Some of his frescoes from 1924 showed festivals such as ” The Maize Festival” and ” The Day of The Dead.” Rivera’s work around this time, (1923-1935) captured the attention of both onlookers and critics from Buenos Aires to Moscow.
This work included monument frescos in sites such as the Escuela Nacional de Chapingo, the Palacio Nacional, the Palacio de Cortés in Cuernavaca, and the Secretaria de Educacion Publica in Mexico.
After painting a series of murals in Mexico, Rivera traveled to the Soviet Union to celebrate the October Revolution anniversary, and later to the United States.
The audience and artists in the United States were more receptive to his work and ideas. In the next five years, he did significant mural cycles in Detroit, New York, and San Francisco, making him a truly international art celebrity.
In Detroit, Rivera produced 27 panels showing the evolution of Ford Motor Company, ” Detroit Industrial Murals” at the Detroit Institute of Arts, which he considered one of his most successful works.
His popularity gave him an invite to The Museum of Modern Art in 1931, then two years old, to mount a retrospective exhibition. Here, Rivera created eight portable murals as the centerpiece of the show, and among them was the Agrarian Leader Zapata.
This exhibition was a total success, and it paved the way for his most notorious mural commission in the United States, which he finished in 1933.
Rivera’s next undertaking proved to be his most notorious failure, “Man at the Crossroads,” a mural he was commissioned to paint for the Rockefeller Center. The Rockefellers took exception to the Rivera’s inclusion of Lenin in the mural,
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and when he refused to remove Lenin, they canceled all his work, and the mural was removed. Rivera and his wife Frida Kahlo divorced in 1939, but they later remarried and even hosted the Communist exile Leon Trotsky at their home around this period.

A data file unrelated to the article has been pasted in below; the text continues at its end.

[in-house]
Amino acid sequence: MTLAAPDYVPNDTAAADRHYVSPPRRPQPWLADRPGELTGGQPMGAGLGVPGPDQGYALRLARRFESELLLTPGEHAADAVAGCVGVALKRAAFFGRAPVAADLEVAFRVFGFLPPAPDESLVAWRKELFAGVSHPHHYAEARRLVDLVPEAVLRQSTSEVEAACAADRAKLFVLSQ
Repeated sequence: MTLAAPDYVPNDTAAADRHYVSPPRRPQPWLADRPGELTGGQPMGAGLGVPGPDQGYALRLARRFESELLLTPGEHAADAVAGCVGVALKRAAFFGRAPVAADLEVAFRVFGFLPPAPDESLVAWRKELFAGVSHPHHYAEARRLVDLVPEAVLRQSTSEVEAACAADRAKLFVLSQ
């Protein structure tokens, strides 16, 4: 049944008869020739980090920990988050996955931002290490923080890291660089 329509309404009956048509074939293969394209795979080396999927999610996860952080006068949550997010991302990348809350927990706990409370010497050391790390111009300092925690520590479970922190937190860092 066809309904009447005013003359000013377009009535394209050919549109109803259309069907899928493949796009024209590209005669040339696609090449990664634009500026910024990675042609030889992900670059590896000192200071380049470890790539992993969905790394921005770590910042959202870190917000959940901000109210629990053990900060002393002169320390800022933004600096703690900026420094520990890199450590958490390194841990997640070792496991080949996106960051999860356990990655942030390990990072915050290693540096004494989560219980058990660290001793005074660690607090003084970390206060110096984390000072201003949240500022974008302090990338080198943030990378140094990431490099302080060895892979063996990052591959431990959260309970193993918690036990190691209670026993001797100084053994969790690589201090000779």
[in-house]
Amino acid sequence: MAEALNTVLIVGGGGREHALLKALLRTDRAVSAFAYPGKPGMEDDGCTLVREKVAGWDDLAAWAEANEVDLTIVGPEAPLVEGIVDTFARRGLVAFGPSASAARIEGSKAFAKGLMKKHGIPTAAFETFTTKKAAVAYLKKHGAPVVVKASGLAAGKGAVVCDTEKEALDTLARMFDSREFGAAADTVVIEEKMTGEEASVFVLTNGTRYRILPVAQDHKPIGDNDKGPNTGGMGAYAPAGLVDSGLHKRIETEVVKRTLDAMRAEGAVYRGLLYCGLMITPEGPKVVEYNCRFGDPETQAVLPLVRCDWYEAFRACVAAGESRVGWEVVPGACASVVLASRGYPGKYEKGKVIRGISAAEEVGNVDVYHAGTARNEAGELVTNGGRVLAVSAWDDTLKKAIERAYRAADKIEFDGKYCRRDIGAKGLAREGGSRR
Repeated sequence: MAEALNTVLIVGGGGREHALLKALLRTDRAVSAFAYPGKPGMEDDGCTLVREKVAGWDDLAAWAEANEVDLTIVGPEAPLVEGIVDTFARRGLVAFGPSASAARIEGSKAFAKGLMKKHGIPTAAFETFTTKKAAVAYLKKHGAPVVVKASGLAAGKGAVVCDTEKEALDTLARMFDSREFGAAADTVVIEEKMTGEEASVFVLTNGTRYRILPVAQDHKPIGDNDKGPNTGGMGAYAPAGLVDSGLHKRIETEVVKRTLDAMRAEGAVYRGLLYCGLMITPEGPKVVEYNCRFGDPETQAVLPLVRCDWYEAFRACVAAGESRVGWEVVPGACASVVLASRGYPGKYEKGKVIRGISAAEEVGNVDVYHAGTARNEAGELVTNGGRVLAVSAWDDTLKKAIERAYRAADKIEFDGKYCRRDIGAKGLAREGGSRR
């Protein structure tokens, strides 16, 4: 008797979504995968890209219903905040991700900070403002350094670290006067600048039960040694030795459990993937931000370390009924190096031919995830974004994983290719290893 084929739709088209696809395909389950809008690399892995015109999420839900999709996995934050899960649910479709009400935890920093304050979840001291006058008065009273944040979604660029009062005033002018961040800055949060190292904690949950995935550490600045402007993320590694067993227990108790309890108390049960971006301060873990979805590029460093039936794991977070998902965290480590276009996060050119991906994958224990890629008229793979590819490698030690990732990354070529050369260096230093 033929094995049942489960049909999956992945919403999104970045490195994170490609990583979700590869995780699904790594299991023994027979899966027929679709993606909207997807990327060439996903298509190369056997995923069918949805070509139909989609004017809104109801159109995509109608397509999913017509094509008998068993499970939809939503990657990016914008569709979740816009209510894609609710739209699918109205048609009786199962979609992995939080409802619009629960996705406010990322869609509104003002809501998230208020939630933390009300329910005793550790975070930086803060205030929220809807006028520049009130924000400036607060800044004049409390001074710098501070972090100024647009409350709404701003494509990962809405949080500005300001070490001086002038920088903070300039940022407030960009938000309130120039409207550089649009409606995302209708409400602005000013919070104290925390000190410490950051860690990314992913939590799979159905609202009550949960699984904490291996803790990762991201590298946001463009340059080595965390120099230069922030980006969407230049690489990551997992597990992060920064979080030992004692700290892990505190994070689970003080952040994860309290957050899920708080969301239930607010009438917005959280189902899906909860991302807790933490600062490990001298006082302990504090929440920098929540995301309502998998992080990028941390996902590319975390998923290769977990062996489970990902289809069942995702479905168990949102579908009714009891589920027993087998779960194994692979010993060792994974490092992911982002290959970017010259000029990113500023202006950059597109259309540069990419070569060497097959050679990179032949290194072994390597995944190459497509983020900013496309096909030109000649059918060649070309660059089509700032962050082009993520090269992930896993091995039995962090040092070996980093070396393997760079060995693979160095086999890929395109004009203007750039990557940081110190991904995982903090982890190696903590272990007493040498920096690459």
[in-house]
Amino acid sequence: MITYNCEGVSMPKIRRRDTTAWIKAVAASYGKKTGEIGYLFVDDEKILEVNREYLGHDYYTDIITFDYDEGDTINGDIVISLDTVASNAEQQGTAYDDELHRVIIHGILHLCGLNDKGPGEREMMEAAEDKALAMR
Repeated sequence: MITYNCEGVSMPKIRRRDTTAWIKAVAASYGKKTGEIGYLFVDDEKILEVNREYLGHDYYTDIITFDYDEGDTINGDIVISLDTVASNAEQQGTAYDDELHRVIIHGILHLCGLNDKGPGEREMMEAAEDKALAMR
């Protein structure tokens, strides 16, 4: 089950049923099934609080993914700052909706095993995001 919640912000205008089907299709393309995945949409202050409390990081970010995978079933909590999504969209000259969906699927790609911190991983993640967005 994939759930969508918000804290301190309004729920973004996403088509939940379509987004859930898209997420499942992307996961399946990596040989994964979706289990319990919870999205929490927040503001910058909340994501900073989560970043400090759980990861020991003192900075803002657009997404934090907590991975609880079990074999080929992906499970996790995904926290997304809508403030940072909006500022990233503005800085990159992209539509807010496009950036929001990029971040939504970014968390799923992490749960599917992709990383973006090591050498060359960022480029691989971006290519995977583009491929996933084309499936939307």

Rivera then traveled back to San Francisco, where he completed a series of ten murals for the exposition of the Golden Gate International in 1940. Over the next few years, Diego Rivera completed various commissions in Mexico.
In the six years leading to 1951, Rivera worked on ” From the Pre- Hispanic Civilisation to the Conquest,” a series.
He was honored with an anniversary exhibition to celebrate 50 years of his work at the Palace of Fine Arts, Mexico’s city museum.
Rivera’s most gigantic and ambitious mural was an epic on the history of Mexico, “Popular History of Mexico ” for the National Palace.
Still, he died of heart failure in 1957 before he could complete it. During his life, he married Frida Kahlo, twice, who was responsible for some of the most famous Mexican paintings of the 20th century.
Rivera’s Influence on the World of Art
Rivera was very instrumental in developing national art in Mexico, but one of his greatest accomplishments was its impact on America’s conception of public art.
His art on public buildings depicted scenes of American life, which was an inspiration for Franklin Delano Roosevelt’s WPA program.
Rivera’s original painting style and the force of his ideas have been very influential in American paintings to date.